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Gasparilla International Film Fest puts Tampa Bay in starring role

The Gasparilla International Film Festival takes the second word in its name seriously, with a world cinema competition and a Cuban sidebar.

But it's still Tampa Bay's showcase at heart.

The eighth annual Gasparilla festival opened Wednesday with a movie starring Tampa native Brittany Snow, and closes Sunday with Chu and Blossom, a culture-clash comedy filmed locally in 2012.

In between are several features, documentaries and shorts with Tampa Bay ties, before and behind the camera.

One world premiere is Lies I Told My Little Sister, the feature directing debut of William J. Stribling, a 2008 graduate of the Pinellas County Center for the Arts magnet school in St. Petersburg.

Now working in New York, Stribling recruited five former classmates — composer Dylan Glatthorn, production designer Alexander Whittenberg, actors Bekka Walker and Alex Jennings, and assistant director Jacob Z. Stewart — to assist the production.

"I'm pretty proud of the fact that I've been able to collaborate with people I've known for so long," Stribling said through a publicist.

Lies I Told My Little Sister is slated for 4 p.m. Saturday at Muvico Centro Ybor 20. Stribling is excited that the world premiere is in Tampa.

"My mom hasn't seen the film yet," he said. "She's been hounding me to see it since we finished it, and now she can be at the premiere."

For Ricardo Villarreal, Gasparilla is also a homecoming of sorts. The University of Tampa graduate, who is now making movies in L.A., is co-director and producer of Ride With Larry, a documentary raising awareness of Parkinson's disease and medical marijuana therapy.

"Tampa Theatre is a reason why I started making movies," Villarreal said by telephone. "I remember enjoying so many great films there, especially seeing The Phantom of the Opera with a live organist. It was inspiring."

Ride With Larry is the story of Larry Smith, a decorated police captain who was forced to resign when Parkinson's gripped his life. Smith and his wife moved to South Dakota, where he became a baker, since it made him feel useful and kneading bread exercised his hands. The movie traces a grueling cross-state trip supporting Parkinson's research, and Smith's encouraging reaction to marijuana treatment.

"He always had a dream of doing something big before it's too late," Villarreal said. "He wanted to ride across the whole country but couldn't do it. I told him: It's not about the distance, it's about your will to live."

Ride With Larry screens at 7:30 p.m. Friday at Centro Ybor 20 in Ybor City.

Gulfport resident Stan Arthur directed another social issue documentary hitting closer to home: Before the Law Was Equal: The Desegregation of the Hillsborough County Legal Community. Arthur collects stories of judicial injustice from attorneys, judges and defendants about an era when not being white defined guilt.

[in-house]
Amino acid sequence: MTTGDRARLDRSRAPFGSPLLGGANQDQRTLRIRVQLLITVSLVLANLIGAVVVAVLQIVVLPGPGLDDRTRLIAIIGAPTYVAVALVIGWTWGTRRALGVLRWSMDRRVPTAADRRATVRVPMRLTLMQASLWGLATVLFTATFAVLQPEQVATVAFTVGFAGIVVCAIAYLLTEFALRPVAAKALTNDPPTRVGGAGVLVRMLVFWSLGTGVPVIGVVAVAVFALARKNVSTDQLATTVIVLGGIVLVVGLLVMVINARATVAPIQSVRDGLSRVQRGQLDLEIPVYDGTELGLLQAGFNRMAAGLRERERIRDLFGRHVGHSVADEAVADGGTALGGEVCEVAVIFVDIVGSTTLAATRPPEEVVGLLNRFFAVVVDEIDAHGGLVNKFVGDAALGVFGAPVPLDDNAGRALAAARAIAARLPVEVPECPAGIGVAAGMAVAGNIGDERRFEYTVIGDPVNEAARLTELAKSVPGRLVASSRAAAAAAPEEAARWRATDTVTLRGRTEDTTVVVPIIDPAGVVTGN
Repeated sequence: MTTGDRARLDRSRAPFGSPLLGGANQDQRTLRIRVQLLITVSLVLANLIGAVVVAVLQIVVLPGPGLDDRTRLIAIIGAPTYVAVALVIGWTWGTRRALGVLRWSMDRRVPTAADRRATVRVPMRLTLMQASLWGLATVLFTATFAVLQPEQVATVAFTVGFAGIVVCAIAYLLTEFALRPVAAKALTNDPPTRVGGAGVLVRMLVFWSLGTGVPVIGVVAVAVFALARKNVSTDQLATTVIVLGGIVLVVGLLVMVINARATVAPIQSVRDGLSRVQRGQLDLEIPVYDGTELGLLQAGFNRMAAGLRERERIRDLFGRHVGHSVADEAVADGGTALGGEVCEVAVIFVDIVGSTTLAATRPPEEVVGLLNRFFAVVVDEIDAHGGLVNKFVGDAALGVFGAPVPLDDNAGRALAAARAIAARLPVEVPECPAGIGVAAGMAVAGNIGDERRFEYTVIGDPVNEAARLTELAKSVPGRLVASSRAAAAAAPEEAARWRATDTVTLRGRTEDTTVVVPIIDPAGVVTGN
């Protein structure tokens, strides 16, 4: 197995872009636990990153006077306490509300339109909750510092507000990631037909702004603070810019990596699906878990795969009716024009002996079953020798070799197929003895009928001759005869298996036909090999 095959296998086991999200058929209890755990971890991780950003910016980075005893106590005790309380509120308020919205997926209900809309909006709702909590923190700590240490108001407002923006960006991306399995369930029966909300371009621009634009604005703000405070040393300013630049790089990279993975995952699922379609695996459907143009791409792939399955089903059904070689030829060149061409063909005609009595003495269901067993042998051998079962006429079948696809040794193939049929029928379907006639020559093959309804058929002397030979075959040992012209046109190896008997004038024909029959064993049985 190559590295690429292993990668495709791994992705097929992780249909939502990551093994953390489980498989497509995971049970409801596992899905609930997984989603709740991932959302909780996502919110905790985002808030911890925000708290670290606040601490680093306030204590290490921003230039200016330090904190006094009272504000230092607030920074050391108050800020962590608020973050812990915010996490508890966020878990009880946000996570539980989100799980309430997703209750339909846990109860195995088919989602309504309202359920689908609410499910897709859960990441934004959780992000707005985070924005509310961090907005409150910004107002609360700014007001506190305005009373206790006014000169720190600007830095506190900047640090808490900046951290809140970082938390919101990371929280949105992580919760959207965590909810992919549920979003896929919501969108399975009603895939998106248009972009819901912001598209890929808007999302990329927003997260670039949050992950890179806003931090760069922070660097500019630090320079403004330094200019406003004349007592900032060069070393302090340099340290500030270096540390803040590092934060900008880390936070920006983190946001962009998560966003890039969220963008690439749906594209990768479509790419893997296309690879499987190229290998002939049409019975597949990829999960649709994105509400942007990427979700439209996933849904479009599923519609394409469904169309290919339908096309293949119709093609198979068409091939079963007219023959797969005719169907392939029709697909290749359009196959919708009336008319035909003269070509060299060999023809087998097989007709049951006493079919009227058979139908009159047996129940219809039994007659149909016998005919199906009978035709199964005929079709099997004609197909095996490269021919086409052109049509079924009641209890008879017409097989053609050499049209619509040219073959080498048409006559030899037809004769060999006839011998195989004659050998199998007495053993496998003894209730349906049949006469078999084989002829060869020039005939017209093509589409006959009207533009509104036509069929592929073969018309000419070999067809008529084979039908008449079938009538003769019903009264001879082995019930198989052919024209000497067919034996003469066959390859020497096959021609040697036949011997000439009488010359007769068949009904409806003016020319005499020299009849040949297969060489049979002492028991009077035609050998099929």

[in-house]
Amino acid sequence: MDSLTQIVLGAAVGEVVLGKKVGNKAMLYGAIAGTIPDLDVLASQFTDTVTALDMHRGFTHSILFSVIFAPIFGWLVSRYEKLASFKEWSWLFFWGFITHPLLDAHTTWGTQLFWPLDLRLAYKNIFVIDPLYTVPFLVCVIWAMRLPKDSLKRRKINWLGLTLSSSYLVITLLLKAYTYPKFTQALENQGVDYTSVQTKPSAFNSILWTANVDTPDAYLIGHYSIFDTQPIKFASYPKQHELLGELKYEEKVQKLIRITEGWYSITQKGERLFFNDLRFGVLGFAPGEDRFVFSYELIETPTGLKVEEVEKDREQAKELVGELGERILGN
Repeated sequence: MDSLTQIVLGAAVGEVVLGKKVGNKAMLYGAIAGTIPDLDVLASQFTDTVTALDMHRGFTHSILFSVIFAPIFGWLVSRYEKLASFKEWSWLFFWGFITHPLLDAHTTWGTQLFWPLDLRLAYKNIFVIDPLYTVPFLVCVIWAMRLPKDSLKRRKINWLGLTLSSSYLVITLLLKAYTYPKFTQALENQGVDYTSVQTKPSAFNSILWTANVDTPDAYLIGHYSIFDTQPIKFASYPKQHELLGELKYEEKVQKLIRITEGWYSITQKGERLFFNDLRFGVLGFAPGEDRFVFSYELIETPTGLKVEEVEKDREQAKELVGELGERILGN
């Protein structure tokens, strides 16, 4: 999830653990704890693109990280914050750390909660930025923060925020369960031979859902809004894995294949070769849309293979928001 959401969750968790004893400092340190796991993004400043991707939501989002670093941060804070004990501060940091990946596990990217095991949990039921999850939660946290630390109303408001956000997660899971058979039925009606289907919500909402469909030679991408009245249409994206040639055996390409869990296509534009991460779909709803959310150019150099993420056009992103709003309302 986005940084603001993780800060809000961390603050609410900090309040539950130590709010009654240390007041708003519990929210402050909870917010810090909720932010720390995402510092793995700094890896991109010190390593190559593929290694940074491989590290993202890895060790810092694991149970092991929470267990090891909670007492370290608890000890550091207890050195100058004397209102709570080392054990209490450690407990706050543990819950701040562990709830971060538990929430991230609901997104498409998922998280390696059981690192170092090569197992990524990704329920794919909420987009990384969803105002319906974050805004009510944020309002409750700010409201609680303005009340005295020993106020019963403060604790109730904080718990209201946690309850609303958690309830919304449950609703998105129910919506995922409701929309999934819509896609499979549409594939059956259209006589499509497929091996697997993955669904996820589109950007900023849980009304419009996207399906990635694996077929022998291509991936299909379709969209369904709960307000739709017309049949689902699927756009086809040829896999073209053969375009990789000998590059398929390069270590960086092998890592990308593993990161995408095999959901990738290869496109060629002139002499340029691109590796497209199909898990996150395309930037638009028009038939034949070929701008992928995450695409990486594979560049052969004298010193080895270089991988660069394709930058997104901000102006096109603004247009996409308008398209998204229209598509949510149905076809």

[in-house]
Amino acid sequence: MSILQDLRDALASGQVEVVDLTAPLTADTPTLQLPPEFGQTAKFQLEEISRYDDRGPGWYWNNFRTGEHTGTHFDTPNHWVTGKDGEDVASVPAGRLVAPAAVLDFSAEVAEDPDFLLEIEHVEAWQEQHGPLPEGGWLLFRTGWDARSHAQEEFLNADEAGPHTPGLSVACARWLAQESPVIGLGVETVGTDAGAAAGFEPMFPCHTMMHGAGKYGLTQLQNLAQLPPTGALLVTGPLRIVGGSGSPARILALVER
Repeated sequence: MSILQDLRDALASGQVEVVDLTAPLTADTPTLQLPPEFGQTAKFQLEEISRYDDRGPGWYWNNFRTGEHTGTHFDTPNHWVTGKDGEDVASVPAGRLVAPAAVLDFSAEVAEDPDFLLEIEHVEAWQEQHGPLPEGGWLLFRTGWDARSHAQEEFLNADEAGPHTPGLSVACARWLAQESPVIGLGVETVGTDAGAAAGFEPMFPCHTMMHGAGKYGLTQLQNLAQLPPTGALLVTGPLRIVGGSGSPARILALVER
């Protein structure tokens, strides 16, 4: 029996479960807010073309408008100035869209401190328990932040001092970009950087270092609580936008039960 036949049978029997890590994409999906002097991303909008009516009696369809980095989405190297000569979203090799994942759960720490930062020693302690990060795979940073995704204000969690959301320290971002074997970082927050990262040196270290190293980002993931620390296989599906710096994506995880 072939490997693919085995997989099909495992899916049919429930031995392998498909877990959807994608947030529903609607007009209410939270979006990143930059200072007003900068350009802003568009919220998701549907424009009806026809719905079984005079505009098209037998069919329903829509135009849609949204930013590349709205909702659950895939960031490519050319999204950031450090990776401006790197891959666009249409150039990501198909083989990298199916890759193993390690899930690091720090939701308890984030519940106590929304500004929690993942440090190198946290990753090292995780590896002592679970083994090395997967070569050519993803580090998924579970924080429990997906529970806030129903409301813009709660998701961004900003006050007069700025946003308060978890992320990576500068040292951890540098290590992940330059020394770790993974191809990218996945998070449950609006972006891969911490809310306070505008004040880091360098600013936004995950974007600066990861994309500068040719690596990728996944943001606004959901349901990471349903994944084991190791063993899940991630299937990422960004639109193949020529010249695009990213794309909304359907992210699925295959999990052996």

"There are some really unbelievable circumstances," he said. "It's absolutely wonderful to be showing it at Gasparilla. This kind of (topic) is very region specific. We wouldn't be likely to get it into film festivals anywhere else but I'm trying."

Before the Law Was Equal will be shown at 6 p.m. Friday at Centro Ybor 20.

Former Davis Islands resident Katie Oellerich co-wrote and stars in The Cold and the Quiet, playing a withdrawn college student roped into caring for a stranger's children. The world premiere is at 9:20 tonight at Cinebistro in Hyde Park Village.

"First time we're showing it anywhere," Oellerich said by telephone from her Nashville home. "It's kind of funny that it's happening in my hometown."

Oellerich graduated from Academy of the Holy Names in 2003, then Indiana University's drama school, and knocked around Los Angeles like actors do. She moved to Chicago and began writing The Cold and the Quiet with her aunt, Colleen Chappelle, whose husband Joe Chappelle is executive producer for the NBC series Chicago Fire and produced the movie.

There's also the narrative feature Under the Hollywood Sign, co-starring Sherry Romito, a 1996 Gaither High School graduate. Romito also produced the story of a down-and-almost-out actor with her husband, actor-director Owen Williams. Under the Hollywood Sign will be shown Saturday (11:20 a.m.) and Sunday (2:15 p.m.) at Centro Ybor 20.

Short films with Tampa Bay connections slated to be presented at Gasparilla include Welcome to the South from Plant City filmmaker Charles Box, Eye of the Storm by Tampa's Domonic Smith, Red Winter by St. Petersburg resident Ben Daniele, and Near by Tampa artist Skeek Allen. For show times and locations, check gasparillafilmfestival.com.

Finally, the cult splatter flick Filthy gets a 10th anniversary tribute screening, followed by a Q&A session with creator Andy Lalino of Clearwater, joined by cast and crew members. Barf bags are optional. You have been warned.

Steve Persall can be reached at persall@tampabay.com or (727) 893-8365. Follow @StevePersall on Twitter.

.If you go

Gasparilla International Film Festival

The eighth annual festival runs today through Sunday at various locations. Screenings are at Centro Ybor 20 in Ybor City, Cinebistro in Hyde Park Village, the Tampa Museum of Art and Firehouse Cultural Center in Ruskin. Tickets cost $12 to $15 per session, and unlimited screening passes ($120) are available. Visit gasparillafilmfestival.com.

Gasparilla International Film Fest puts Tampa Bay in starring role 03/18/14 [Last modified: Tuesday, March 18, 2014 7:03pm]

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